There was a large, jostling crowd filtering into the National Gallery so we decided to give it a miss and go over to the Magnum Exhibition at the Hayward Gallery on the Southbank.  After crossing the Hungerford Bridge, ignoring the pathetic pleas of the assorted dossers gathered there, we finally found the entrance to the gallery with a long queue and an entry fee of 4 pounds which we didn’t have.  So we settled for watching a group of kids skateboarding in the car park then wandered back to the pub.


April 5th. After work Linda and I caught the tube over to Gloucester Road to meet Jenny and Lydia for tea.  Linda forgot to take Jenny’s written instructions but by trial and error we found our way to the flat where they were staying with Lydia’s sister Avril. Posh would be the only way to describe not only the flat but the whole neighbourhood!  We settled in to gin and tonics while we chatted and decided where to go for tea and eventually the decision to go to the nearby Texas Steakhouse was reached. We had a wholly un-memorable meal there, then went back to the flat for further g&ts and copious quantities of Kahlua and milk. It was a very relaxing evening and it is a long time since we have spent time just sitting in a friend’s flat talking over drinks.  We were sorry to leave at 10:30 and catch the underground home.

Footnote: Throughout my diary-writing life I always included the lyrics of the Talk Talk song April 5th in my entry for this day. Here they are from that day in 1990.


HAMPSTEAD HEATH AND RIOTS After a late and drunken night, we slept away a good part of the morning, then had a big breakfast of bacon eggs and sausages.

We decided to go out to Hampstead Heath to get some fresh air so we caught the Underground over to Oxford Circus then caught a bus out to the Heath. It was a bright sunny day but there was a cool breeze blowing by the time we got off the bus.  We bought some pastries and fruit then walked up into the park, which covers a couple of hundred acres of rolling hills. We lay in the sun talking and watching the many different varieties of dogs going by with their owners.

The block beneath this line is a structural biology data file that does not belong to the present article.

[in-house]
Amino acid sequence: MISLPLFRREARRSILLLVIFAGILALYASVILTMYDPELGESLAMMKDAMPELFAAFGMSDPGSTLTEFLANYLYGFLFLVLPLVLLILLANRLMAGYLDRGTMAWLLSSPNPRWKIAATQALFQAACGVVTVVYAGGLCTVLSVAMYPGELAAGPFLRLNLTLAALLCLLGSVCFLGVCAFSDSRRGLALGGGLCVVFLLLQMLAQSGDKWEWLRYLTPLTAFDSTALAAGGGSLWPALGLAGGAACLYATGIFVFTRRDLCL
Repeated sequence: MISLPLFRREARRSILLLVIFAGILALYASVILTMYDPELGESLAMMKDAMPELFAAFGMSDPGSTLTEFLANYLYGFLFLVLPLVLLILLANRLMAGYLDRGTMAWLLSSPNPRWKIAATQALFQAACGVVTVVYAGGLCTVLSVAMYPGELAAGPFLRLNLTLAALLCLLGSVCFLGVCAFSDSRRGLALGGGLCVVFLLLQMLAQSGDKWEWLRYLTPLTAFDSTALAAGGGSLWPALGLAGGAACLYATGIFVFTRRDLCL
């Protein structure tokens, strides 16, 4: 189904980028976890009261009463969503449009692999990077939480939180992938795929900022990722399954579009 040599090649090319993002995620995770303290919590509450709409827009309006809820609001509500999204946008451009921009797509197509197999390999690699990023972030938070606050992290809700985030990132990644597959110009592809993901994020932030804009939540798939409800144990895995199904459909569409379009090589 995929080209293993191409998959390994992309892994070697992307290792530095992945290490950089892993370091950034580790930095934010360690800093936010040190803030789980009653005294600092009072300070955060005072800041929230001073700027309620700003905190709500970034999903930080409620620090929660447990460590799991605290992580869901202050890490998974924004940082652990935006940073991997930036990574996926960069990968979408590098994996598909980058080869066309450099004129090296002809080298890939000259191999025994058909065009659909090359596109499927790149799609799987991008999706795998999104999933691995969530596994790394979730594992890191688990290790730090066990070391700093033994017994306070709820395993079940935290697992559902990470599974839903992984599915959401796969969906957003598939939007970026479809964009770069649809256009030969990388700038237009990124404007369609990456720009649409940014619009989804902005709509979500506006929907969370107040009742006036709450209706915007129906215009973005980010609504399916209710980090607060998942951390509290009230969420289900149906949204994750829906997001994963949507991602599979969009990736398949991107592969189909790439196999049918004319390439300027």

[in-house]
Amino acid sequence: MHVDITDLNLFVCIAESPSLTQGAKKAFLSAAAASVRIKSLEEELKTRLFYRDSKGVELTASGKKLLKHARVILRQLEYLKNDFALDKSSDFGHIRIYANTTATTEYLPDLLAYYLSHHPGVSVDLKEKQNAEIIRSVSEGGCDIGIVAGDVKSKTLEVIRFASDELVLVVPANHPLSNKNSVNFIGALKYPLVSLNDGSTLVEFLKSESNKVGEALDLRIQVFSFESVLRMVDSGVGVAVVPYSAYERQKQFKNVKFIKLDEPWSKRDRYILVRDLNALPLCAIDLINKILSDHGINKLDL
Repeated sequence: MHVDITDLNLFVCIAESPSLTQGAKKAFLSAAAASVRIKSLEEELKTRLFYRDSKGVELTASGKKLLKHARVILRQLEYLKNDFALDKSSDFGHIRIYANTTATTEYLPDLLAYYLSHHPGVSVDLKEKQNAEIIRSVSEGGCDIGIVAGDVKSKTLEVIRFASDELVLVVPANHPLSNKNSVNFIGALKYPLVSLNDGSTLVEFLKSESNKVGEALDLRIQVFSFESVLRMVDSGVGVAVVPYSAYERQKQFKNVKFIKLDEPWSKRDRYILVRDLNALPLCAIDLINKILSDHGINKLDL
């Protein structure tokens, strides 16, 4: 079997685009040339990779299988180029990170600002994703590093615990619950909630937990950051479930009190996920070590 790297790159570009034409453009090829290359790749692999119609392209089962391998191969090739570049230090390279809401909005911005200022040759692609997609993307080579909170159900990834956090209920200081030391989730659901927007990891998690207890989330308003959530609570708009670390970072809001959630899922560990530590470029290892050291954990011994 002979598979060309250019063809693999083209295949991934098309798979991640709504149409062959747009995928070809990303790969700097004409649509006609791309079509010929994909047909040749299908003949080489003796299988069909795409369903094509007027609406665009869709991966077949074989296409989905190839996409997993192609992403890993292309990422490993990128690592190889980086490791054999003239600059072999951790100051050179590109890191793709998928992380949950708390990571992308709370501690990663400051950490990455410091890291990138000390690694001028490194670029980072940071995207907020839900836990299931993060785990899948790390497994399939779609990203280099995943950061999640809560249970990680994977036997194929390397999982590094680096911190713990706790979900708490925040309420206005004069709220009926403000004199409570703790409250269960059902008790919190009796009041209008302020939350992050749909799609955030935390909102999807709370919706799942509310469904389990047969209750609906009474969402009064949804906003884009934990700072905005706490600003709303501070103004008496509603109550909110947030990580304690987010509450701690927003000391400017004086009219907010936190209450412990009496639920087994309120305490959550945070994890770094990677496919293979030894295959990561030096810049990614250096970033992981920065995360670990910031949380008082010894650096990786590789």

After an hour or so we wandered on through the park and eventually ended up amongst the posh, uppercrust houses of Hampstead Heath. We had a drink in a local pub full of rich kids comparing their allowances, then walked back into another corner of the park and lay in the long grass beside a small Lake. Finally we walked up the main street of Hampstead, a ghetto of flash cars and flashier people, and sat on the steps of a building watching the efforts of a hectored traffic warden to stop an unending stream of Yuppies and tossers from parking their convertibles on the No Parking line.

We caught a bus back to Kings Cross Station and from there another to Victoria. Finally, we caught another bus to Piccadilly Circus where the bus conductor informed us a riot over the Poll Tax¹ was in progress. The bus became jammed in traffic about halfway up Piccadilly Circus, so we got off and walked up to the fountain [Eros] in time to see the tail end of the mob as it moved on it’s path of destruction up Regent Street.  A black swarm of police keep the crowd of sightseers and tourists at bay, while the sounds of the mob, left unchecked, could be clearly heard as it smashed it’s way up Regent Street, above the roar of people chanting “NO POLL TAX” and the screams of sirens.

We walked down Haymarket where every window was smashed in by uprooted rubbish tins and pieces of asphalt dug out of the street. Horatio Nelson looked down on the scene of the battle. Trafalgar Square was a mess of broken wood, scaffolding, bricks, cardboard, and 100 other forms of rubble. The portacabins on a building site next to the South African Embassy had been set on fire and their burned-out shells still smoldered as groups of punks skinheads and other dropouts who hadn’t gone off on the rampage, milled around the square heavily outnumbered by grim-faced police.

We walked up Whitehall past number 10 Downing Street where it appeared that the fighting had started, then over Westminster Bridge and back to the pub. For the rest of the day, and long into the night, the scream of sirens echoed through the city. 

¹For a description of the cause and result of the Poll Tax Riot, check out this entry on Wikipedia.